Amita Kelly

Amita Kelly manages national news coverage across NPR.org and other digital platforms.

Previously, she was a digital editor on NPR's Washington Desk, where she managed election, politics, and policy coverage for NPR.org as well as social media and audience engagement.

She was also an editor and producer for NPR's mid-day newsmagazine program Tell Me More, where she covered health, politics, parenting, and, once, how Korea celebrates St. Patrick's Day. Kelly has also worked at Kaiser Health News and NBC News.

Kelly was a Robert Wood Johnson Foundation Fellow at Columbia University's Graduate School of Journalism, where she earned her M.A., and earned a B.A. in English from Wellesley College. She is a native of Southern California, where even Santa surfs.

Updated 3:30 p.m. ET

In opposition to the Trump administration's practice of separating immigrant families, at least five governors, including two Republicans, say they will not send their National Guard troops to the U.S.-Mexico border.

Updated at 6:20 p.m. ET

Stephon Clark, the 22-year-old black man shot and killed by Sacramento police earlier this month, was shot eight times, at least six in the back, an independent autopsy commissioned by Clark's family found.

Last week's shooting in Parkland, Fla., echoed in the state's Capitol on Wednesday, as student survivors lobbied their legislature to pass stricter gun laws. Gun policy had already become a central issue in Florida's current legislative session after the shooting. But the effects of the shooting are reaching beyond the state's borders into legislatures across the country.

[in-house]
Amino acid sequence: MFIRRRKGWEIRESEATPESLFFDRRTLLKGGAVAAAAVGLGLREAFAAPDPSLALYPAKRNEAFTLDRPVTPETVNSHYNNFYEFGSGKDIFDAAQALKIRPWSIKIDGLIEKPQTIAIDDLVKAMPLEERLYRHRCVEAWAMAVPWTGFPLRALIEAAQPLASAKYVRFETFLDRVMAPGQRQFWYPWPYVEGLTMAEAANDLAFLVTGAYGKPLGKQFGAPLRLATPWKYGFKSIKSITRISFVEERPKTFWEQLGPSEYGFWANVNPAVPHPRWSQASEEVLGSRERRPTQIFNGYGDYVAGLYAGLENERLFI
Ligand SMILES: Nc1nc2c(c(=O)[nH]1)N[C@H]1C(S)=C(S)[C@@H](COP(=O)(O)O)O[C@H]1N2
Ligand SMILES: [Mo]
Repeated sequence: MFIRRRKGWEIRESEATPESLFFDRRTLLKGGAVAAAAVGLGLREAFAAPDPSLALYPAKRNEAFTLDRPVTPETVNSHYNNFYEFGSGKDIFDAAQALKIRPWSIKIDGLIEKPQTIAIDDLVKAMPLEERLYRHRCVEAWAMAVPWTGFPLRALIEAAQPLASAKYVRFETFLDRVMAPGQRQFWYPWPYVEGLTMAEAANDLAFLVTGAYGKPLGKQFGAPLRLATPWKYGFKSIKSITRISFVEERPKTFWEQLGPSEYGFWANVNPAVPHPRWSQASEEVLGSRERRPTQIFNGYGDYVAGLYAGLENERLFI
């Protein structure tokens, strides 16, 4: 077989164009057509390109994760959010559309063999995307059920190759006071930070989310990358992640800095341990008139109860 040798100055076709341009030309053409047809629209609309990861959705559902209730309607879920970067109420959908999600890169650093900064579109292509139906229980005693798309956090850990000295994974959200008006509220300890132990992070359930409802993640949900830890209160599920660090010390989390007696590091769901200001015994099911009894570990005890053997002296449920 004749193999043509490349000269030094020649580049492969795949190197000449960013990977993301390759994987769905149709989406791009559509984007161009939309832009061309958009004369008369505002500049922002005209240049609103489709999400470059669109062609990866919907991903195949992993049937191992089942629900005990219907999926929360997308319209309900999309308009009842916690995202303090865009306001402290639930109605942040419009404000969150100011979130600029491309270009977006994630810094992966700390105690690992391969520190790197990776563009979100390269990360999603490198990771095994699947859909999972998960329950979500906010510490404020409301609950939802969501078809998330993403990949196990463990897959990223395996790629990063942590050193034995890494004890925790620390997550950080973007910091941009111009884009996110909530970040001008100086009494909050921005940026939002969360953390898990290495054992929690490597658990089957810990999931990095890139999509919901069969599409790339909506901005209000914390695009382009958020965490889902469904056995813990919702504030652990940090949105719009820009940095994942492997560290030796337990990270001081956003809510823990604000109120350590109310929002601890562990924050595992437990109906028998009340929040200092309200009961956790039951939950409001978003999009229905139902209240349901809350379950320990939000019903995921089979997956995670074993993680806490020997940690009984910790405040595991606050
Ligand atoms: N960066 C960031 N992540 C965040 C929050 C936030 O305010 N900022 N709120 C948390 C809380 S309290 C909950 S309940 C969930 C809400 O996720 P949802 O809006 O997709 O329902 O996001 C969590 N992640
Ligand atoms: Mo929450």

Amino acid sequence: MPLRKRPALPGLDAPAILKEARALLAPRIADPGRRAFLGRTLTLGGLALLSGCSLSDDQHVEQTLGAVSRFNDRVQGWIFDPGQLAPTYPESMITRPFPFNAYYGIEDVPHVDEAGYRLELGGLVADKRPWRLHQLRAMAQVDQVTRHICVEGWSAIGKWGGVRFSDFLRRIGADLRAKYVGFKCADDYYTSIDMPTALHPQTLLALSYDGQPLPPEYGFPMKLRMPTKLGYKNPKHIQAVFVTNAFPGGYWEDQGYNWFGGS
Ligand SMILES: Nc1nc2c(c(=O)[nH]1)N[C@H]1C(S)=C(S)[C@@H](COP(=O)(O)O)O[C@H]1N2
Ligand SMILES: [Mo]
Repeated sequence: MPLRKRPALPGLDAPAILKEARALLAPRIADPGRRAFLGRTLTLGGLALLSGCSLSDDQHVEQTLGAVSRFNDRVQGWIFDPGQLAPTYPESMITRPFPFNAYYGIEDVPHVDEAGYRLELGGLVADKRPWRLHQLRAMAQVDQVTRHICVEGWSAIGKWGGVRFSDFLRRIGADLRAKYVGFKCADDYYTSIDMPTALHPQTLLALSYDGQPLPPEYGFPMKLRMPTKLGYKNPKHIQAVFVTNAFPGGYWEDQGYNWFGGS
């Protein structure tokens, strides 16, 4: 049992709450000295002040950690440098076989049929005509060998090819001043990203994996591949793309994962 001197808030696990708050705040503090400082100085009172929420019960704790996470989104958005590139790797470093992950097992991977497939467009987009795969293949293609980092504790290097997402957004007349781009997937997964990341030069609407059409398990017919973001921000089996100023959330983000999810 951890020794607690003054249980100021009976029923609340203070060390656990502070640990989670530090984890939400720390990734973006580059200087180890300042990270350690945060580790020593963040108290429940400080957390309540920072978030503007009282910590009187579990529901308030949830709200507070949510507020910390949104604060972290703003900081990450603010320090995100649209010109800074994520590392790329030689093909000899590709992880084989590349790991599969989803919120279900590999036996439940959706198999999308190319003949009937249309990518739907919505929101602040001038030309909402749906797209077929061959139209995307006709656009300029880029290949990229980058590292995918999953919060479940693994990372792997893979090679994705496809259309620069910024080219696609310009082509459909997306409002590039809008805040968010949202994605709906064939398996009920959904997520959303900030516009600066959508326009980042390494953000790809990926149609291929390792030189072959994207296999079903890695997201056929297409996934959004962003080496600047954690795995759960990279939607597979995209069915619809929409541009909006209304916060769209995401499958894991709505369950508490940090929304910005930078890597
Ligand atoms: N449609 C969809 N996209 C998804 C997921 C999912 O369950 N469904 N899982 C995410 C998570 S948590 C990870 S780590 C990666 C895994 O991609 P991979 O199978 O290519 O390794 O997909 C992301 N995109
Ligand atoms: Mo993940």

L.L. Bean's outdoor gear — including its signature Bean Boots prized by campers and hipsters alike — is no longer guaranteed for life.

In a letter to customers Friday morning, the company said it has updated its return policy to give customers one year to return purchases, with a receipt. The previous lifetime guarantee, which enabled customers to return products years — or even decades — after purchase, has long been a selling point for the company.

WikiLeaks founder Julian Assange lost an attempt Tuesday to have his U.K. arrest warrant dropped. He could still be arrested for leaving Ecuador's embassy in London, where he has lived for years.

British Judge Emma Arbuthnot said she was "not persuaded" the warrant should be withdrawn, according to The Associated Press.

Leaders in Washington continue negotiations to end a partial government shutdown, and they're getting their own messages out about how we got here. As NPR's Ron Elving writes, each party is accusing the other of being out of touch with Americans — and they're both probably right.

So we asked you what you want them to know.

Joe Arpaio, the controversial former sheriff from Arizona, announced this week that he will run for the U.S. Senate to help advance President Trump's agenda.

But he is breaking from the president on the future of people who were brought to the U.S. illegally as children.

"Deport them," Arpaio told NPR Morning Edition's Rachel Martin in an interview that aired Thursday morning.

Updated 7:45 a.m. ET Thursday

Baltimore's public schools closed Thursday after parents and educators there complained students were enduring frigid classrooms with plumbing issues — conditions the local teachers union called "inhumane." Four of Baltimore's public schools were closed Wednesday because of facilities problems but the rest had remained open through below freezing temperatures. Some schools hovered around 40 degrees inside.

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New York state Governor Andrew Cuomo stood this morning outside the Port Authority Bus Terminal in Manhattan. In an underground passageway somewhere beneath Cuomo's feet, a man had set off a homemade suicide vest earlier in the morning.

Copyright 2018 NPR. To see more, visit http://www.npr.org/.

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